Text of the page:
The Mille Miglia’s coming up. After spluttering and stalling to a halt earlier in the year — something to do with a pandemic? — the annual historic rally has finally got the green light. But what to drive? How about a lovely 1925 Bugatti Type 35? Too old, probably. Or a 1930s Alfa Romeo 8C? Beautiful, but unreliable. No, you want something comfortable, practical and beautiful — no mean feat.
And yet, here stands a glorious Porsche 356 Carrera 1500 GS Speedster. Red of colour and buggy of eyes, this cheery 1955 motor is parked at the crossroads of fun and functional. It’s currently for sale through RM Sothebys’ automotive arm and, proudly proclaimed on its auction listing are those magic words: ‘Mille Miglia eligible’.
That’s an achievement in itself. It’s notoriously tricky to gain entry to the fabled heritage car event — one that peels from Brescia to Rome and back again every year in a flurry of handsome old motors. And, while there are many ways you could sneak a period-appropriate car past the organisers, the sole way to ensure consideration is by entering a model that actually took part in the original 1927-57 race.
The 356 Carrera did. And it did well. In fact, the name ‘Carrera’ means ‘race’ in Spanish. This particular car came to be in 1954, after Porsche’s Dr. Ernst Führmann created the complex Carrera “Four-cam” engine to power the automaker’s 550 Spyder. Porsche decided, after the racing success of the smaller Spyder, to make the engine available in its production coupés. And so the Porsche Speedster was born.
A one-off 356 coupé fitted with a Führmann engine — much like the car above — won the gruelling Líege-Rome-Líege Rally in 1954, and this pushed Porsche to begin low-volume production of the cars just months after. Only 15 Pre-A Carrera Speedsters were actually built — and this is one of them.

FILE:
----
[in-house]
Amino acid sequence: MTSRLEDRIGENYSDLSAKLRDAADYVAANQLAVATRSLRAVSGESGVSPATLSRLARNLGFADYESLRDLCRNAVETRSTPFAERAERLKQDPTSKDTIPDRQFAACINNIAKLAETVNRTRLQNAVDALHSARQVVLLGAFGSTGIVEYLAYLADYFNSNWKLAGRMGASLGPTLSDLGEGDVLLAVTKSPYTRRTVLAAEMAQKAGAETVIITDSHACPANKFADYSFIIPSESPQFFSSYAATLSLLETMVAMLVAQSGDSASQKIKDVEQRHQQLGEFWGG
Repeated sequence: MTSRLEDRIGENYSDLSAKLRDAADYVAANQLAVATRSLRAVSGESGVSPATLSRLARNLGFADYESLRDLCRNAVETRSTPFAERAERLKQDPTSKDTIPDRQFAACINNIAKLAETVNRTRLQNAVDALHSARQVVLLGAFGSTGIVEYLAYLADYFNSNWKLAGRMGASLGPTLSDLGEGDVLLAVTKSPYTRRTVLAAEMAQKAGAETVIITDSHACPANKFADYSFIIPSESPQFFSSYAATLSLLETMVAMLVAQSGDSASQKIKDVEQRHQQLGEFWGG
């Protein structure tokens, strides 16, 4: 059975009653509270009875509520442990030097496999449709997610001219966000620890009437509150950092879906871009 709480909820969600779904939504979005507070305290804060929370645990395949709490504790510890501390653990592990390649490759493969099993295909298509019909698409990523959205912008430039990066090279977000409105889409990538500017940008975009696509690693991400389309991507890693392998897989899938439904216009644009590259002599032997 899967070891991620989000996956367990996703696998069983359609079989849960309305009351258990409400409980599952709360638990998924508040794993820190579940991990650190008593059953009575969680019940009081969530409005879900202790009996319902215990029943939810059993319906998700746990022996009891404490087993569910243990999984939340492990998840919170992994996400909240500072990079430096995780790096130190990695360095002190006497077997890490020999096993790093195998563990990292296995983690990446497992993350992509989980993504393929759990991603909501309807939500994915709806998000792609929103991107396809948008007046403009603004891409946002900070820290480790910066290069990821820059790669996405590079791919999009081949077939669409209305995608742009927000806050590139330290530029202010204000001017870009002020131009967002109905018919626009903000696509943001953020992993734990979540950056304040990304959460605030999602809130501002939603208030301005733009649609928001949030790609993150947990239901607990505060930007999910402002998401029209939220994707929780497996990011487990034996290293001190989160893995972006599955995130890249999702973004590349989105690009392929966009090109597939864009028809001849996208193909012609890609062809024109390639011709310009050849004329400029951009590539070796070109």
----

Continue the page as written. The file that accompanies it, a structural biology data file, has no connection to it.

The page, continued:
It rolled off the production line on 13 December, 1955, with its 1,488cc four-cam engine, four-speed manual transmission and a tan leather interior. Destined to be sold in the US, it had sealed-beam headlamps, instrumentation in miles and was delivered to the Hoffman Motor Company in New York.
Over the years, the car has changed hands several times — tearing through five different owners before an early ‘80s overhaul at the renowned John Willhoit Auto Restoration Centre in Long Beach, California.
It was patched up, and the usual rust repairs and metal-finishing were completed, before it was resprayed in its original Speedster red — and the interior reupholstered in fresh tan leather.
A new windscreen was fitted, all the instruments refurbished and the trim given a new lease of life. A model-correct new twin-outlet exhaust system was fitted, and Willhoit even gave the Speedster a new ‘Spyder’ extractor exhaust he sourced from Germany. Add to that new asymmetrical trim rings and a pair of bumper-mounted fog lamps, and the car was ready for another 30 years on the road.
It’s done that — and then some. Recently, German Carrera specialist Karl Hloch of Schorndorf refreshed the engine and switched the crankshaft from roller bearings to plain bearings to improve drivability and reliability. And so stands the car you see before you — poised to take on the Mille Miglia and offered with a starting bid of over £1 million.
So what do you think? Could you be the latest owner of this extraordinary motor?
Looking for something with a smaller price tag? These are the best affordable classics to buy this year…
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